By that time I said, “You’re telling me I am not dying, so I guess I will just stay here.” Again, I wasn’t anxious to be more miserable at a hospital.
At no time did they do a neurological assessment, or did they seem to know that I was in full neurotoxin shock because of the venom. Their fund of knowledge seemed to center around whether I was in anaphylactic shock, the symptoms of the basic scorpion bite, and not the poisonous bark scorpion. Nor did they seem to assess that I am 69 years old – danger point. I relied on them to know the symptoms, make the proper assessment and send me to the hospital. I should not have been asked to make that decision for myself. By that time, my cognitive resources were in question.
After they left, I called Chandler Regional Hospital Emergency Room, and said, “Should I come to the hospital?”
The lady on the other end, said, “No, you can use meat tenderizer and that will help the pain.” We got the meat tenderizer – it did not help. By this time, I am five hours into this ordeal, which is when the symptoms are at their worst. My husband is out of town, my children live out of state, and they are frantic.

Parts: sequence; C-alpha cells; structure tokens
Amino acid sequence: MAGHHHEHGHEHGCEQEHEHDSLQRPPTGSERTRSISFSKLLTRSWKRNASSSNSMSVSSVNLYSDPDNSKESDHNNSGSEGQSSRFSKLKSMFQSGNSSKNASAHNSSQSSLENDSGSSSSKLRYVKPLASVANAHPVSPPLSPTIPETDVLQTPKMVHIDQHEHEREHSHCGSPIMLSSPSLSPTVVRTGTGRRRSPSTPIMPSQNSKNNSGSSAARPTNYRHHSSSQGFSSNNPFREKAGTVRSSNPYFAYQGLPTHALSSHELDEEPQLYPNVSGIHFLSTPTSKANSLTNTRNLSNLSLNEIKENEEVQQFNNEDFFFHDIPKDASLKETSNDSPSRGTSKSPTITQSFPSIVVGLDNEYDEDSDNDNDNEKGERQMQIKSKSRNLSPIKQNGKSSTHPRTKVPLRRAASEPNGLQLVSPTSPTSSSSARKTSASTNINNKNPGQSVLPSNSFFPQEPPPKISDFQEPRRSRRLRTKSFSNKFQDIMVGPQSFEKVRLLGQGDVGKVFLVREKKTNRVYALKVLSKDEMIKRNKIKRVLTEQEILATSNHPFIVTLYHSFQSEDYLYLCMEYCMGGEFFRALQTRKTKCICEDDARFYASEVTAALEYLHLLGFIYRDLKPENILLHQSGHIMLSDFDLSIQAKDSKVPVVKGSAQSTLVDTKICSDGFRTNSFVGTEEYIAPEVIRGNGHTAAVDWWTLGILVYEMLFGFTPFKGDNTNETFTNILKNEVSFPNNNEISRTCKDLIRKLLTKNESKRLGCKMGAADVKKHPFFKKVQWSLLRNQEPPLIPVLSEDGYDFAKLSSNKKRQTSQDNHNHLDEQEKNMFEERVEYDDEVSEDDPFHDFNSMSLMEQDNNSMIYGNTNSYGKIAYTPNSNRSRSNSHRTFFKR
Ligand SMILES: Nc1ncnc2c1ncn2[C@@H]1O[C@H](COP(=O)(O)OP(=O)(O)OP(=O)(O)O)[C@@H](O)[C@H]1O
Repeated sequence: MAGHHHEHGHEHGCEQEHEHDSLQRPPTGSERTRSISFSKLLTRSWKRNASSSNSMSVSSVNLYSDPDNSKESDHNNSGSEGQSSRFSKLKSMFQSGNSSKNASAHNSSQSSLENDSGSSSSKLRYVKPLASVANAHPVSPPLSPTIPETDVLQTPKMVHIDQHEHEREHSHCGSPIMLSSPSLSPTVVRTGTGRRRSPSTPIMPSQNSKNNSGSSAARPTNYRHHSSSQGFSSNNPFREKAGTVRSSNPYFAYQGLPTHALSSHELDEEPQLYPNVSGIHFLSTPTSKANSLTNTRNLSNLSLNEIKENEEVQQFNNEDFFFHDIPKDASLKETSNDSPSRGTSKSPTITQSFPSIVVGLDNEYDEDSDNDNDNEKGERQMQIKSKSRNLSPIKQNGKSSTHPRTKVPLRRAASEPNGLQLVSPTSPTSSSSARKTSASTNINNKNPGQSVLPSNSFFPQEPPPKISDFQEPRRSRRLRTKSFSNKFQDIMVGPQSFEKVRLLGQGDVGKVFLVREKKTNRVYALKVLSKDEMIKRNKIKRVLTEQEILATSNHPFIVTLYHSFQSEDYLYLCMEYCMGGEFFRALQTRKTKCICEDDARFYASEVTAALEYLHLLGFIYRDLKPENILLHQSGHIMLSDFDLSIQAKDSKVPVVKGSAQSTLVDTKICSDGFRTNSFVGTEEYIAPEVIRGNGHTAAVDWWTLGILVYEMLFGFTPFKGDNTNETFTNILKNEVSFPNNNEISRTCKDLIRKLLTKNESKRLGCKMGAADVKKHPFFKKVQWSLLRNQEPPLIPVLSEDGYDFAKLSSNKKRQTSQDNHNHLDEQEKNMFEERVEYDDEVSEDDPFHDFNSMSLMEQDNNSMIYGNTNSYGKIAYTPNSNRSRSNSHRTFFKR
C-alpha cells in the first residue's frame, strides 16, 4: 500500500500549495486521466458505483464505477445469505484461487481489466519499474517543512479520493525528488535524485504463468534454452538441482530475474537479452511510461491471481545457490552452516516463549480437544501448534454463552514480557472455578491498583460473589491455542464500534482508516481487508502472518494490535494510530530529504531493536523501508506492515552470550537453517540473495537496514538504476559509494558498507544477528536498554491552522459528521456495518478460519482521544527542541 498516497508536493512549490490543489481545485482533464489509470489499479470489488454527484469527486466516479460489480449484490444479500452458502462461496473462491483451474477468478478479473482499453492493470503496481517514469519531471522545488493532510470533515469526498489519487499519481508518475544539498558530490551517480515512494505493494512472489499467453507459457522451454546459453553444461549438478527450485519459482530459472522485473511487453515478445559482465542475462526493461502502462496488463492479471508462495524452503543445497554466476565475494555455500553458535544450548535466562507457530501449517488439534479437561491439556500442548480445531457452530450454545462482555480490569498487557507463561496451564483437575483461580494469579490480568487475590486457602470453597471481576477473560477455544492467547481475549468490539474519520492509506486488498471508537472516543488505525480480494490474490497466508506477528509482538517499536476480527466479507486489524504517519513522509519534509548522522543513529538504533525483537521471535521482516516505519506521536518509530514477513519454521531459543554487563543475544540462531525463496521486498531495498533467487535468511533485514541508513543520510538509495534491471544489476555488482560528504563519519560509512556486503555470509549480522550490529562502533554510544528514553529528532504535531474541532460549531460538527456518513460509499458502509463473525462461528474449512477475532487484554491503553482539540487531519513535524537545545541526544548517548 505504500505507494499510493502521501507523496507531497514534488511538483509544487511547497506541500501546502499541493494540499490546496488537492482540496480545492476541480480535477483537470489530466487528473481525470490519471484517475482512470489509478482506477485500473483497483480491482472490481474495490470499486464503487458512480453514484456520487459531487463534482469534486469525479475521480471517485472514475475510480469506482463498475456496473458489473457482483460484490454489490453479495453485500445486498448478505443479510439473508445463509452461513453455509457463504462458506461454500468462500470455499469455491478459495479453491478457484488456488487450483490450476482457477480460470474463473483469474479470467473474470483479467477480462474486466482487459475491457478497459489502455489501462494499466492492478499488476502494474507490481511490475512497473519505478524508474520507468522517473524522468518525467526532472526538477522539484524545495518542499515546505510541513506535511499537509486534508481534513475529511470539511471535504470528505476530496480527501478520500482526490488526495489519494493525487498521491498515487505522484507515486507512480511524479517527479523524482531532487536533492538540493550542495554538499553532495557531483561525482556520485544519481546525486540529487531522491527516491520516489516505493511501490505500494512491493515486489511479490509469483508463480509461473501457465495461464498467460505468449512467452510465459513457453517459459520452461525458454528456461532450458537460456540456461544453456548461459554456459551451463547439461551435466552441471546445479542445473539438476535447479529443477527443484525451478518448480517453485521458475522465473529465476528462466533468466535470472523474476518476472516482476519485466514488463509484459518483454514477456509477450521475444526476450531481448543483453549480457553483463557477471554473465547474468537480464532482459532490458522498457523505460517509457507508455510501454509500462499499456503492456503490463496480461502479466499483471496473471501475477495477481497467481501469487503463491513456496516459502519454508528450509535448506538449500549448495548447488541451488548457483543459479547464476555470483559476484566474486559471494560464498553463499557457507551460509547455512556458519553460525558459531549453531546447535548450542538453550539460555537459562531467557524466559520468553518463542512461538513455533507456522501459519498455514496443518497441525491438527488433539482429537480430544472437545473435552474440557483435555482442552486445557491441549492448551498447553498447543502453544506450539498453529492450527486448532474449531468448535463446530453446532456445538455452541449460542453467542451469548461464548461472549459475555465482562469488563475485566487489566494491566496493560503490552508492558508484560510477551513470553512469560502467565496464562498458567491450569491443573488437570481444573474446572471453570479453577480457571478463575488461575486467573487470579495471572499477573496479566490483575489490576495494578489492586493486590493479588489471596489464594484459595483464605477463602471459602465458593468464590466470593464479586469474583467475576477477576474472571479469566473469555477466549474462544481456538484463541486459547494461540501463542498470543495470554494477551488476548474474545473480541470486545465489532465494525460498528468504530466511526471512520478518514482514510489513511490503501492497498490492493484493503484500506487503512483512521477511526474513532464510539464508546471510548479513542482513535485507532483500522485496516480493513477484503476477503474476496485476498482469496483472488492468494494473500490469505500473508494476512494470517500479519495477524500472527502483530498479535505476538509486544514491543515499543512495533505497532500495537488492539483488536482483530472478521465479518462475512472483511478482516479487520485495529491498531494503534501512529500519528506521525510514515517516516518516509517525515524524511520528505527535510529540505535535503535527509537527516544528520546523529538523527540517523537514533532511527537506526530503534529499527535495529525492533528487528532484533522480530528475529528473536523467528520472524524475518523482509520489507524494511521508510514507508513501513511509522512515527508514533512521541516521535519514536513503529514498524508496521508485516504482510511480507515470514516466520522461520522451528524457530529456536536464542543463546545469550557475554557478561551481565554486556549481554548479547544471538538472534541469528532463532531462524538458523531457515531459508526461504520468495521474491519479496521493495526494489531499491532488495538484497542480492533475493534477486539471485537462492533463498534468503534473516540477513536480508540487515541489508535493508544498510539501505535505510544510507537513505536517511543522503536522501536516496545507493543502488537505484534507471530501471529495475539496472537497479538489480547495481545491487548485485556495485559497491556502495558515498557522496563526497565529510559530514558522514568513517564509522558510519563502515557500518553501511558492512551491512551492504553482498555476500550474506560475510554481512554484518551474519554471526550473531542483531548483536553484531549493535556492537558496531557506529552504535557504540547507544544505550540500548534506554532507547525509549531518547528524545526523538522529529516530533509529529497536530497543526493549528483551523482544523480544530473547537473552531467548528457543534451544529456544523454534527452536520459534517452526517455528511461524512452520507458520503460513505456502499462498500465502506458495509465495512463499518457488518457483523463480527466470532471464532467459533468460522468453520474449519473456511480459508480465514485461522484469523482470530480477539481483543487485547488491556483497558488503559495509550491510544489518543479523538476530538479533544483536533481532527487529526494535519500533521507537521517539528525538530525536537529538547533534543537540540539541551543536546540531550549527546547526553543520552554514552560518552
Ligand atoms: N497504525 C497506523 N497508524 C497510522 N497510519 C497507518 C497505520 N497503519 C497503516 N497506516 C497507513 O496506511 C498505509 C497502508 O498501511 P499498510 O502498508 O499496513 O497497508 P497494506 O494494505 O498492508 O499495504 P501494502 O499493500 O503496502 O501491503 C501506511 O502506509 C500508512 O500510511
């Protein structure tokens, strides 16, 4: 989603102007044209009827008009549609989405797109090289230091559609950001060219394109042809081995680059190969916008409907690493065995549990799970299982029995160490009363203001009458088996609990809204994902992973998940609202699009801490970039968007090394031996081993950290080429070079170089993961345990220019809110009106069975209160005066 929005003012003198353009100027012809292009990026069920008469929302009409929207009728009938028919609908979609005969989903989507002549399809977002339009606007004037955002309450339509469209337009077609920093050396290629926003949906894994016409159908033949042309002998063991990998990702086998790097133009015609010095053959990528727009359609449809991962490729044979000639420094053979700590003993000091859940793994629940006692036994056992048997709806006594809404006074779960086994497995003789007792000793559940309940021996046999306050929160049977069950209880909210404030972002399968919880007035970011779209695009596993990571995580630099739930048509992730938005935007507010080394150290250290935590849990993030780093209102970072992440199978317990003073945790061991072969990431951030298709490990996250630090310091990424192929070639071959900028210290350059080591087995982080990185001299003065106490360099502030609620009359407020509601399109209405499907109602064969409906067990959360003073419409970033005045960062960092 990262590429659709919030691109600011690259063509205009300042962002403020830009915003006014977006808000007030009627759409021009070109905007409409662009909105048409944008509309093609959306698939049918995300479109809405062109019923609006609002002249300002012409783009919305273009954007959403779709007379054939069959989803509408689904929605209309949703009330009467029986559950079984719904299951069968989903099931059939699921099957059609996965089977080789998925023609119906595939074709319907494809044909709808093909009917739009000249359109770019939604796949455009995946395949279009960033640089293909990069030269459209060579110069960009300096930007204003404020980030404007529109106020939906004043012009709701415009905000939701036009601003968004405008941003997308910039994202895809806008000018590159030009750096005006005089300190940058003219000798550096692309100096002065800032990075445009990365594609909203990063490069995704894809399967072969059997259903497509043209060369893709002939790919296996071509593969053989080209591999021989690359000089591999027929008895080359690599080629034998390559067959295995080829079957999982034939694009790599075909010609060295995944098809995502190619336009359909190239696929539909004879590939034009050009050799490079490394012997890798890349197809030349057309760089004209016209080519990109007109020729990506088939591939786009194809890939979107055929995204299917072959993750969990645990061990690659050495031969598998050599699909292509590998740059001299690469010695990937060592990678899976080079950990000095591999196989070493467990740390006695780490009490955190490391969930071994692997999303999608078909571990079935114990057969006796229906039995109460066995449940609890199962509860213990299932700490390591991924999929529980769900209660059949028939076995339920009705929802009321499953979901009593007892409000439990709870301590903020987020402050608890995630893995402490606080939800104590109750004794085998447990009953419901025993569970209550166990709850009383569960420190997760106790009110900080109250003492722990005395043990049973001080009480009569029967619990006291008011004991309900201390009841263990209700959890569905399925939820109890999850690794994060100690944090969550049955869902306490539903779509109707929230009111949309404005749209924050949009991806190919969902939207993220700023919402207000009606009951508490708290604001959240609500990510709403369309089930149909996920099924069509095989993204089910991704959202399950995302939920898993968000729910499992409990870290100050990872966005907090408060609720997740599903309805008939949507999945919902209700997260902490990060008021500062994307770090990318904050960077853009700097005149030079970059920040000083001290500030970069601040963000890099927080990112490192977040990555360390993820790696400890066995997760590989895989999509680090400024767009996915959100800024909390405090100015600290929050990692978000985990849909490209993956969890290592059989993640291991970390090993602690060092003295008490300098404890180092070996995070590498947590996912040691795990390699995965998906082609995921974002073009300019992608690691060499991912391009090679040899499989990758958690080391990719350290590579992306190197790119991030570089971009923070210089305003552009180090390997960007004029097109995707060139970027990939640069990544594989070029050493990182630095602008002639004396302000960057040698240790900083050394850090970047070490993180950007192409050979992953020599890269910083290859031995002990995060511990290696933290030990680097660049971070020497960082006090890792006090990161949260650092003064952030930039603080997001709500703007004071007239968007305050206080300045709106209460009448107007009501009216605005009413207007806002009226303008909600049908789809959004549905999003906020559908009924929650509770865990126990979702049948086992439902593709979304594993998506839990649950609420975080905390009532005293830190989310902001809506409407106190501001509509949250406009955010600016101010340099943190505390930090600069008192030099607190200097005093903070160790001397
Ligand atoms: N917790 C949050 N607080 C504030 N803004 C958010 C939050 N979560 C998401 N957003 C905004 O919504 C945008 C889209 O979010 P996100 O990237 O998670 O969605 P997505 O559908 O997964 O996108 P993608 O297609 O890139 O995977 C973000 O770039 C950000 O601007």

During this time, the poison control nurse continued to call – thank God. Talking to my neighbor, she said, “The paramedics have no right to tell her not to go to the ER. Get her there as soon as you can. We know what she needs.”
By that time, I was ready to go.
My neighbors helped me into the car and drove me to Chandler Regional. As soon as I arrived, I knew I was at the right place. They immediately said: “You have all the rare, but dangerous symptoms of a bark scorpion sting and you are a candidate for the antivenin serum.
After the third dose of the serum, and Morphine, I began to get relief from the pain, the tingling rapid eye movements, quivering tongue, body twitching and difficulty swallowing.
Now that I have given you a detailed account of my experience, I would like to talk about what was needed.
1. I could have been more of a hypochondriac and headed for the ER quicker. I take that responsibility.